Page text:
Safe deposit box fraud among companies and self-employed people on the rise

Stay up to date with the latest measures from the financial sector

20 October 2023 - 4 min Reading time

Companies and self-employed people are increasingly becoming the target of safe deposit box fraud, a sophisticated form of fraud in which scammers pose as bank employees to steal large sums of money from business accounts. Although this form of fraud has been occurring among private individuals for some time, cyber criminals are now also targeting companies and self-employed people, causing major financial damage.

Your bank will never ask you to provide your personal bank codes or to transfer money to another account via telephone, email, text message or social media..”

How do cyber criminals work?


Safe deposit box fraud usually manifests itself in two distinct phases. First of all, the entrepreneur or self-employed person will receive a phishing message from an apparently reliable sender, such as a bank, the postal service, a telephone operator, etc., which leads via a link to a (counterfeit) website. Scammers use this website to collect personal information such as contact details or even codes to log in to internet banking. Once this information is provided, the scammer gains access to the business accounts and can carry out fraudulent transactions.

Smart techniques to manipulate


The victim then receives a call from the fraudster posing as a bank employee to warn him about some suspicious transactions that have taken place on his/her account.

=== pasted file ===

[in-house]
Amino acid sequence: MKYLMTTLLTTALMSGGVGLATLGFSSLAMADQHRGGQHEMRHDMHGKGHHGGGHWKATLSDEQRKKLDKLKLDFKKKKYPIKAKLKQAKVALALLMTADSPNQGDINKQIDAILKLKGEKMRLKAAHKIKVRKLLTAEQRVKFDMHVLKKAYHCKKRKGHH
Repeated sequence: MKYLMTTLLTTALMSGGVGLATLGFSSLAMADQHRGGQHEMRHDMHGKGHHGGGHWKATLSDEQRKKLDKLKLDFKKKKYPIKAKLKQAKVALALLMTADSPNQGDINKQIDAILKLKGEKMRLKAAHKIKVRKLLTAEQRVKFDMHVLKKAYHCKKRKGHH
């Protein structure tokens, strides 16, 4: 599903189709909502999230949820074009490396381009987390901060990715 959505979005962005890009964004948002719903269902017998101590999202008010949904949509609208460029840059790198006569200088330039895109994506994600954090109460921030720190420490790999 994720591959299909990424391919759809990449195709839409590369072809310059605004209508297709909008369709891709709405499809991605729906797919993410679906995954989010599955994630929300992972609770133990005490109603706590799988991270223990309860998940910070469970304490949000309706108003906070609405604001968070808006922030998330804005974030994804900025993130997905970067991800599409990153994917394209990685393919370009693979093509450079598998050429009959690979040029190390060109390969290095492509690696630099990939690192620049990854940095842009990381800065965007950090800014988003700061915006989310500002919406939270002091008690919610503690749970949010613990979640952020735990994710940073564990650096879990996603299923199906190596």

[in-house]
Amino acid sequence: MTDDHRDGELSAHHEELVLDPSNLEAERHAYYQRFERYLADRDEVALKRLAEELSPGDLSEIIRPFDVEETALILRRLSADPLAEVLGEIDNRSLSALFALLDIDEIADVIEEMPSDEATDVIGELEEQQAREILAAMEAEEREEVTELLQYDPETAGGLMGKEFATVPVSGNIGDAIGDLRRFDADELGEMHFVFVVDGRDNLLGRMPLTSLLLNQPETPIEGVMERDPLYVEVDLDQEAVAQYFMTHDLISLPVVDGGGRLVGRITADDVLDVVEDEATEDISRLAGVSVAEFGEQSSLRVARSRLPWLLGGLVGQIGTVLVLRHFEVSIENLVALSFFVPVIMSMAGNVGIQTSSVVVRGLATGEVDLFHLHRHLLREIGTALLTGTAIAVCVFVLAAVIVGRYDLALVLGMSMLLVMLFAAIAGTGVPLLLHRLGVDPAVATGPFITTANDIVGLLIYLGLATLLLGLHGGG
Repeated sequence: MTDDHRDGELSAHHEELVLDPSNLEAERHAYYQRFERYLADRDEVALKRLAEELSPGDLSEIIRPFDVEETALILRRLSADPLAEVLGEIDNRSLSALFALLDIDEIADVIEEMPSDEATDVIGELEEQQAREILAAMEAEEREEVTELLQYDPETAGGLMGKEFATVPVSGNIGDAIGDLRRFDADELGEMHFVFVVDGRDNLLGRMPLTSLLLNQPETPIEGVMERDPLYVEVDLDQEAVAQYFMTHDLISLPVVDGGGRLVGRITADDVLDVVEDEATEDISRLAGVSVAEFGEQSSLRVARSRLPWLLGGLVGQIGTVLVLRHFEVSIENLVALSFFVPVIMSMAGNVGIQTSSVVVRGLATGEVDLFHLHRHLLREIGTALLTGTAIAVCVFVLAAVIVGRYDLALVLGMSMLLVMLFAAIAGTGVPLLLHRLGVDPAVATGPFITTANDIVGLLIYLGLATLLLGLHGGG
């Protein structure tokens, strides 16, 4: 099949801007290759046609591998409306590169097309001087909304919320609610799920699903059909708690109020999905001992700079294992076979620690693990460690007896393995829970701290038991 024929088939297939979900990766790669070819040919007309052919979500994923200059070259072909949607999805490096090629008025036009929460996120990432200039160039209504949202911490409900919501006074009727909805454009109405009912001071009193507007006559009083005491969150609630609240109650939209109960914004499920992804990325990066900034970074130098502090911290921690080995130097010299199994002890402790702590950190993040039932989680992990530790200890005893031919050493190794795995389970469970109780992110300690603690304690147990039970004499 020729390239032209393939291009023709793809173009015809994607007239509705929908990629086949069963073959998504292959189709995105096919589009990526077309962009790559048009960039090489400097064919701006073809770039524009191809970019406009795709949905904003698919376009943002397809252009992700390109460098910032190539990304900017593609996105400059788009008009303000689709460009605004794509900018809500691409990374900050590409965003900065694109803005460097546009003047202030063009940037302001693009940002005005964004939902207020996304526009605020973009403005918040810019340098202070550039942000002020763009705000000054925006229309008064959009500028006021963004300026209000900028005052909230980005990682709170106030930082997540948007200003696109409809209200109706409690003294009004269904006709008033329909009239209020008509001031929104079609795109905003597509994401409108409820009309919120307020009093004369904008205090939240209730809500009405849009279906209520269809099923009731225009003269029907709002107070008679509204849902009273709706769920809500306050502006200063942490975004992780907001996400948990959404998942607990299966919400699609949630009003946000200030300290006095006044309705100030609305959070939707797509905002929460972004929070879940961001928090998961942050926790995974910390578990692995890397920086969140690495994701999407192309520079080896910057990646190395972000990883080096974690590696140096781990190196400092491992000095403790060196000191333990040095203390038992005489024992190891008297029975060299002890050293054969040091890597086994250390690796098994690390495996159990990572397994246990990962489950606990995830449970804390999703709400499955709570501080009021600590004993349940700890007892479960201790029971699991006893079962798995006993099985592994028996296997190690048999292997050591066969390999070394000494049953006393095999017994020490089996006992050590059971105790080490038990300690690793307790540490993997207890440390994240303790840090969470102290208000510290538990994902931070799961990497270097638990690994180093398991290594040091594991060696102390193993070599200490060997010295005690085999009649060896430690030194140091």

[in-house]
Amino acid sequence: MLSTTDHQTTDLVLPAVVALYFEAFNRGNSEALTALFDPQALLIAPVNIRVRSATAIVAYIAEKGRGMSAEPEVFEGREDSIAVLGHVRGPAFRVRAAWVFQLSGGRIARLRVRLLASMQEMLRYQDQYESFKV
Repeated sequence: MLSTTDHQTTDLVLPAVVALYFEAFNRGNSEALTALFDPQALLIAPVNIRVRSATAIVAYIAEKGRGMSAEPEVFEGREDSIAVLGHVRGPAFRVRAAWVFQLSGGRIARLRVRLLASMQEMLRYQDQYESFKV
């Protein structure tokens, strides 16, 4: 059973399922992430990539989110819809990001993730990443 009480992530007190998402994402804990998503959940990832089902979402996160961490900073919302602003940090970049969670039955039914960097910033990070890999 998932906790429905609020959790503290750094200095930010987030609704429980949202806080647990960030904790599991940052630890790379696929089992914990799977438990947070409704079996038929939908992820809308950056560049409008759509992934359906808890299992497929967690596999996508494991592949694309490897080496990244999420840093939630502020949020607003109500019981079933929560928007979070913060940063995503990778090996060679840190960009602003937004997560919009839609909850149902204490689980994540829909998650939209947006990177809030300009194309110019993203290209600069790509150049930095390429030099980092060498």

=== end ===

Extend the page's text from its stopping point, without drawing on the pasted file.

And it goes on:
For example, with the information obtained by the fraudster through phishing, he can refer to the account balance and recent transactions. In this way he gains the trust of the victim and convinces him/her to achieve the ultimate goal: transferring a large sum of money to a 'safe deposit box'. However, this safe deposit box does not exist at all, and as soon as the victim makes the transaction, he loses his money. The fraudsters use money mules' accounts to quickly transfer their loot. An alternative scenario is that the fraudster has the 'cancellation of fraudulent transfers' confirmed by the victim, while in fact he or she just signs the fraudulent transfers.

There is also the possibility that this first step of phishing is skipped, and the fraudster immediately calls the victim to persuade them to transfer money to a 'safe deposit box'. Both techniques are used by the fraudsters.

Stronger together


Scammers use various smart techniques that make it easy to fall into the trap. Fortunately, companies and self-employed people can protect themselves by being alert to suspicious messages and calls and following best practices.

Tips to protect your business 

  • Never provide the company's personal information and/or bank codes (account number, PIN code, response code) via email, text message, telephone call, a message on social media or WhatsApp.
  • The bank - or any other organization - will never make such a request. Nor will the bank advise transferring the company's money to an account of another party. There is no such thing as a safe deposit box!
  • The bank will also never ask you to install software (anydesk, teamviewer) to take over the computer remotely.
  • Did you receive a strange message or call and are you unsure about its authenticity? Then be on the safe side and don't respond to this. Don't let yourself be pressured or persuaded to act 'quickly'. Do you want more information? Then call the bank yourself. Scammers cannot intercept that call.

Got scammed?

  • Contact your company's bank as soon as possible. The bank can be reached 24/7 via special fraud numbers to report fraud online. An overview of all contact points can be found on the website cardstop.
  • Notify Card Stop (078 170 170).
  • File a complaint with the police.